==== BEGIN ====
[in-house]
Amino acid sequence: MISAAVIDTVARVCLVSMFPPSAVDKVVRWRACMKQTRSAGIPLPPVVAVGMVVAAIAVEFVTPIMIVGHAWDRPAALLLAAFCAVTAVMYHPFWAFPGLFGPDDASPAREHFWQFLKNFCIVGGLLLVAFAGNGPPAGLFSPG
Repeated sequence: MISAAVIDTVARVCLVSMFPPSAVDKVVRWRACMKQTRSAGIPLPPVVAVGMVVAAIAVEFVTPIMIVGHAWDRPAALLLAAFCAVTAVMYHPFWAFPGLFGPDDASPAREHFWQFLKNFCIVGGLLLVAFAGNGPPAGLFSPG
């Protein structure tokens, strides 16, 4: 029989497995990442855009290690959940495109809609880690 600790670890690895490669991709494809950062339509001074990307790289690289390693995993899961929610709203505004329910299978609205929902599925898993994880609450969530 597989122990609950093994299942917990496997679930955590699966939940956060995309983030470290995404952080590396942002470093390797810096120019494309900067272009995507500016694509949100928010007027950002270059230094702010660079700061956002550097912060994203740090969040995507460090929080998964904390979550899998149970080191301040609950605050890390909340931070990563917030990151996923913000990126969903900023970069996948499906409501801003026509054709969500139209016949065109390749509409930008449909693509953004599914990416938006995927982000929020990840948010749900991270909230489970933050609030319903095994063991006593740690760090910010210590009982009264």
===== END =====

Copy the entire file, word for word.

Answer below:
[in-house]
Amino acid sequence: MISAAVIDTVARVCLVSMFPPSAVDKVVRWRACMKQTRSAGIPLPPVVAVGMVVAAIAVEFVTPIMIVGHAWDRPAALLLAAFCAVTAVMYHPFWAFPGLFGPDDASPAREHFWQFLKNFCIVGGLLLVAFAGNGPPAGLFSPG
Repeated sequence: MISAAVIDTVARVCLVSMFPPSAVDKVVRWRACMKQTRSAGIPLPPVVAVGMVVAAIAVEFVTPIMIVGHAWDRPAALLLAAFCAVTAVMYHPFWAFPGLFGPDDASPAREHFWQFLKNFCIVGGLLLVAFAGNGPPAGLFSPG
């Protein structure tokens, strides 16, 4: 029989497995990442855009290690959940495109809609880690 600790670890690895490669991709494809950062339509001074990307790289690289390693995993899961929610709203505004329910299978609205929902599925898993994880609450969530 597989122990609950093994299942917990496997679930955590699966939940956060995309983030470290995404952080590396942002470093390797810096120019494309900067272009995507500016694509949100928010007027950002270059230094702010660079700061956002550097912060994203740090969040995507460090929080998964904390979550899998149970080191301040609950605050890390909340931070990563917030990151996923913000990126969903900023970069996948499906409501801003026509054709969500139209016949065109390749509409930008449909693509953004599914990416938006995927982000929020990840948010749900991270909230489970933050609030319903095994063991006593740690760090910010210590009982009264």